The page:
¶ 12. Because the persons and parties whose funds were misused and put in jeopardy were made whole prior to the Tribunal's judgment, there is no need for Flautt to provide their current names and addresses pursuant to this second requirement.
3. Make full amends and restitution.
¶ 13. Flautt made full amends to CIGNA in the amount of $7,982.81 in September, 1998, and to the two other clients unrelated to the charges in the formal complaint. The Tribunal made such finding in its Opinion. Further, on January 31, 2000, Flautt paid $491.87 in costs and expenses incurred in the investigation and prosecution of the suspension proceedings.
¶ 14. This requirement has been fully met.
4. Show that petitioner has the necessary moral character for the practice of law.
¶ 15. The Bar's general counsel deposed Flautt on November 13, 2003, as part of the Bar's investigation of his petition for reinstatement. Flautt voluntarily submitted to this and cooperated throughout the deposition. He testified that he joined the First Presbyterian Church of Oxford and regularly participates in a men's prayer breakfast and bible study group. He serves on the church's property, personnel, and nominating committees. In June, 2002, Flautt contacted the administrator of the Lawyers and Judges Assistance Program (LJAP) who put him in contact with the Memphis Bar Association's Lawyers Wellness Group, which he regularly attended until mid-September, 2003, at which time he became one of the founding members of the North Mississippi Wellness Group organized by the Mississippi Bar. He has assisted the LJAP administrator in helping other lawyers in North Mississippi by discussing depression related issues, encouraging them to attend group meetings, and transporting them to and from meetings.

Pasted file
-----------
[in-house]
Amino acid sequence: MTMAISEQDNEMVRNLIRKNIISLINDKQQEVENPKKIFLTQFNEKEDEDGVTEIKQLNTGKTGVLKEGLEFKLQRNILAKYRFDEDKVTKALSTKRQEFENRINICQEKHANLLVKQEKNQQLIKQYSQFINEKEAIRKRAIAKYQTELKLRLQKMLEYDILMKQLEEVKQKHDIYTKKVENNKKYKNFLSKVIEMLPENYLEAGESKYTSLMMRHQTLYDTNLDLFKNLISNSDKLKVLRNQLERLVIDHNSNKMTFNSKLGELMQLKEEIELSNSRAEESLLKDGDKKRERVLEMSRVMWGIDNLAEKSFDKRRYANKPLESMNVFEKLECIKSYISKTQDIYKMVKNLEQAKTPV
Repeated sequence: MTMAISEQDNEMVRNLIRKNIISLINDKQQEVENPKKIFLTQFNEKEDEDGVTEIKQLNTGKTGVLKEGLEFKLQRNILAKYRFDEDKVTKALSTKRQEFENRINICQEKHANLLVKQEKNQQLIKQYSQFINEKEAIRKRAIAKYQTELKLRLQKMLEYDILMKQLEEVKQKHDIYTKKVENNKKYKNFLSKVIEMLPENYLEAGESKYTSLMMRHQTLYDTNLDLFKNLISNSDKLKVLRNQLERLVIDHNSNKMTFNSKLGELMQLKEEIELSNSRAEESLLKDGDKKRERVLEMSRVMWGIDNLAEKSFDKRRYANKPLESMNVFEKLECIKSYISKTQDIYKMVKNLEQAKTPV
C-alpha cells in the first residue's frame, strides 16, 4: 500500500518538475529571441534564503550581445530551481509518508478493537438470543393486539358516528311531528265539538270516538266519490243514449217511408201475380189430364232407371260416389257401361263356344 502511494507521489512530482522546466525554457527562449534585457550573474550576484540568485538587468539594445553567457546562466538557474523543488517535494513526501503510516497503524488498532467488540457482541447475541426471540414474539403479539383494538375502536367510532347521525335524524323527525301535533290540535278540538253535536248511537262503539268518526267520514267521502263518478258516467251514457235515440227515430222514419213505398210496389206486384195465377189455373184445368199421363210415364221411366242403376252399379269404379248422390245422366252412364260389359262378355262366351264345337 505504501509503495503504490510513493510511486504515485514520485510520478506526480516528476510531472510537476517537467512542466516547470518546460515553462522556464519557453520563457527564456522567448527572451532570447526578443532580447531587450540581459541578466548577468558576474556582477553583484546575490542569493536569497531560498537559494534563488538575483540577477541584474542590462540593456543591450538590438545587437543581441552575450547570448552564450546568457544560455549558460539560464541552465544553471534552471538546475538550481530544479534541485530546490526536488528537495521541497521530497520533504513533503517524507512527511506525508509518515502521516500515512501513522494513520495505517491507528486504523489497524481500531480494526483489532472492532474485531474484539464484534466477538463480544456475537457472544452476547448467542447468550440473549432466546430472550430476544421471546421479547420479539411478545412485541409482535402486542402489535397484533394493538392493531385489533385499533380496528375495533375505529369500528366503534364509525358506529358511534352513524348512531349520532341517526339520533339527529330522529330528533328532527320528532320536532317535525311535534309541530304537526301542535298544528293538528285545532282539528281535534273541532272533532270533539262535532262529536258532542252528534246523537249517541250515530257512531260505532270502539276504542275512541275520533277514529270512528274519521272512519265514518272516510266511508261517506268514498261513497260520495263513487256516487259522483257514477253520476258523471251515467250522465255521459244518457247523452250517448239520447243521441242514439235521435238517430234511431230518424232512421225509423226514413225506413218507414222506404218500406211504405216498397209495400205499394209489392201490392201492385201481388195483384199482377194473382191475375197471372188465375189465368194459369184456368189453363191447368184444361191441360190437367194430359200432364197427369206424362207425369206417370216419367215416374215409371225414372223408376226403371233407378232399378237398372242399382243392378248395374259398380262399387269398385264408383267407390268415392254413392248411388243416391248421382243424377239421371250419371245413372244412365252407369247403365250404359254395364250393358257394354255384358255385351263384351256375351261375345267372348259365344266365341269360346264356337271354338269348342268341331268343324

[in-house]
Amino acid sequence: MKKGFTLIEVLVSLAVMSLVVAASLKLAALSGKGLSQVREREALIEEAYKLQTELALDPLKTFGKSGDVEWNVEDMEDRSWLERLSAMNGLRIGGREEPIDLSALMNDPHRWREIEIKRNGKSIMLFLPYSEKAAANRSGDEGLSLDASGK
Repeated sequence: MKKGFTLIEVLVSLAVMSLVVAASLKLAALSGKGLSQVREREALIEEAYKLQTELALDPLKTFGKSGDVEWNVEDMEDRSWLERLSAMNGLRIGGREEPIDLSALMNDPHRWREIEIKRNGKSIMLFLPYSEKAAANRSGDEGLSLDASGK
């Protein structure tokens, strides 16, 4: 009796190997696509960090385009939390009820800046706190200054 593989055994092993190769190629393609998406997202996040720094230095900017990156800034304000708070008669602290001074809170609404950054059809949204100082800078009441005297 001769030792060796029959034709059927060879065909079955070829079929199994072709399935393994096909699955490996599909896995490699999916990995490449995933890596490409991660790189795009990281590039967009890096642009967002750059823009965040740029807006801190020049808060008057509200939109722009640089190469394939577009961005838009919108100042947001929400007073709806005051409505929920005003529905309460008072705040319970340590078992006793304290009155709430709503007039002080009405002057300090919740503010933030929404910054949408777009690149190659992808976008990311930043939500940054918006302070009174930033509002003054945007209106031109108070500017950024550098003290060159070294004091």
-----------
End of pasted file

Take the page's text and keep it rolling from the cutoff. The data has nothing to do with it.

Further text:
¶ 16. We agree with the condition recommended by the Mississippi Bar that Flautt should be required to continue to participate in a program, such as LJAP or the Memphis Assistance Program, and determine that this continuation should be for a period of no less than two years following his reinstatement.
¶ 17. Flautt's petition for reinstatement is supported by letters of recommendation from bar leaders, including Jack F. Dunbar, Guthrie T. Abbott, A. Thomas Tucker, Jr., John H. Dunbar, Leland S. Smith, Edley H. Jones, III, Hale Freeland, and Robert Q. Whitwell. All speak well of Flautt and find special merit in his commitment to work hard to rehabilitate himself and regain possession of the capacity to be an asset to the public as a lawyer and to be a credit now to the profession. All urge reinstatement. Flautt has also provided the names of five sitting judges, one senior status judge, and one retired judge who will write letters of recommendation if requested to do so. We do not deem that to be necessary for his reinstatement.
¶ 18. This requirement has been fully met.
5. Demonstrate requisite legal education to be reinstated.
¶ 19. Flautt sat for the Multi-State Professional Responsibility Exam (MPRE) on November 8, 2002, which was more than three years from the October 1, 1999, date on which the Complaint Tribunal rendered its decision to suspend Flautt for three years. He achieved a scaled score of 126, when only a scaled score of 80 was required to meet the condition for reinstatement imposed by the Complaint Tribunal. He attended two Continuing Legal Education courses in November, 2002 and March, 2003, and regularly reads the opinions of this Court and the Court of Appeals.